The streets between the houses were like deep gullies made brilliant by vibrant washing lines even after a night of torrential rain strung outside of windows like carnival bunting as though in anticipation of a parade, stretching across the streets dripping indiscriminately and swaying gently backwards and forwards above the secret doorways and back alleys and with realistically today, in view of the weather, only an outside chance of drying out.
Everywhere there was water as we picked our way through the town north to south and then east to west and then walked around the battlements where below the sea continued to churn and surge as though someone was taking great pleasure in stirring it into a froth with a giant ladle.
If the weather had been better we almost certainly would have stayed a little longer, perhaps gone to the beach for an hour or so followed by lunch, but it wasn’t to be so we walked back to the car and on the way stopped at a supermarket called Nonna Isa which as it turns out is the leading supermarket business in Sardinia which you may not find especially fascinating but I mention this because Nonna Isa has a service that I fully approve of – it has a bar!
Now, if supermarkets in the UK had bars then I am absolutely certain that I would find shopping a whole lot more enjoyable. And it was cheap so before we did our shopping we found a table and had a beer, a Sardinian beer called Ichnusa which we had rather acquired a taste for over the last few days.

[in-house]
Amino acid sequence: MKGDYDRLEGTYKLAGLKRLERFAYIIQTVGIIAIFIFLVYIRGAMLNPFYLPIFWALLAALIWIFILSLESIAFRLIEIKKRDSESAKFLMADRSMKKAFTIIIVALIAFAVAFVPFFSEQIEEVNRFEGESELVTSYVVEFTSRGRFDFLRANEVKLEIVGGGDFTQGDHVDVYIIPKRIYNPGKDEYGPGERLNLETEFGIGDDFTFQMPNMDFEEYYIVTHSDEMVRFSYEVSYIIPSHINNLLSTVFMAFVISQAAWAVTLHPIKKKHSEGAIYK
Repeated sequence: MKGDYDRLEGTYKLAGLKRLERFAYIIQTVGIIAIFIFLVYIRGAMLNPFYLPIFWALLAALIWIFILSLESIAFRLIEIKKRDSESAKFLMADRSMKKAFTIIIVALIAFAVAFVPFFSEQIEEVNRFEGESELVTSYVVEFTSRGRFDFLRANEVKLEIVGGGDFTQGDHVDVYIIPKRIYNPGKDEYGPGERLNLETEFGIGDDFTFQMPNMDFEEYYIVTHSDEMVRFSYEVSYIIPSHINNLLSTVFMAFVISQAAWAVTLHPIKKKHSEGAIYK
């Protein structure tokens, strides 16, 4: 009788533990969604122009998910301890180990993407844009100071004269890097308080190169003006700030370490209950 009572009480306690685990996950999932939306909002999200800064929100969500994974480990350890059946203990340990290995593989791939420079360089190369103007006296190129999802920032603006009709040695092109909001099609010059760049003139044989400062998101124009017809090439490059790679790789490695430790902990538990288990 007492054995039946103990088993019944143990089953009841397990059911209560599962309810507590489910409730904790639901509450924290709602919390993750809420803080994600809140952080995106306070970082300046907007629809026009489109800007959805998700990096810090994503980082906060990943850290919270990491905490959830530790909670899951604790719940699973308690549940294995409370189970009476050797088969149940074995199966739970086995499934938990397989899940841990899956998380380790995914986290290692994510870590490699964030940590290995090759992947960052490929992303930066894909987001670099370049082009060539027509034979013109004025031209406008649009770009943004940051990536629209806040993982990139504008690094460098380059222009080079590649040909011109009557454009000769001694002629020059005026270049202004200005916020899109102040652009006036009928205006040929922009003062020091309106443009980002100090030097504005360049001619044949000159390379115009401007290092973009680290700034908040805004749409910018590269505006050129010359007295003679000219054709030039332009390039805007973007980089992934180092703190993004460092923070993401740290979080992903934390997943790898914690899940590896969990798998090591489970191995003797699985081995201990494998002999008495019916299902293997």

And so we left Alghero somewhat ahead of our carefully planned itinerary and drove east to the city of Sassari, the second largest in all of Sardinia where we would be staying overnight on our way back to Olbia.
We arrived at our hotel which turned out to be a sort of edge of city, functional but not too glamorous sort of place and after checking in and with nothing to excite us very much about the location we decided to bring forward the plan for tomorrow morning to visit Sassari city and do it this afternoon instead and so under leaden skies we drove to the centre.
The guide-book suggested some things to see but I should have consulted my friend Dai Woosnam on the matter because when he knew that I was in Sardinia he emailed me this – “We had an interesting time in Alghero about twelve years ago. Also recall being bored out of our skulls in the second city of Sassari.”
Dai is rarely wrong and he had hit the nail squarely on the head again this time. The guide-book said that it is possible to see the sights of Sassari in just a morning but having been there I reckon that you can do it in half an hour including time for a beer and a glass of wine. Sometimes when travelling it is possible to come across an unexpected gem, Bari in Puglia or Trujillo in Extremadura for example but sadly Sassari is not going to get a nomination from me to join that exclusive list.
To be fair the weather was awful, cold and wet and the streets were deserted, it may well be better on a warm sunny day but I have to say that I am most unlikely to ever test this out. Some places you vow to go back to, Sorrento for example, Sassari is sadly not one of them.
We had evening meal in the hotel and decided to abandon the itinerary altogether now and just leave early the next day and go directly back to Olbia.
Have you ever ended up somewhere desperately disappointing?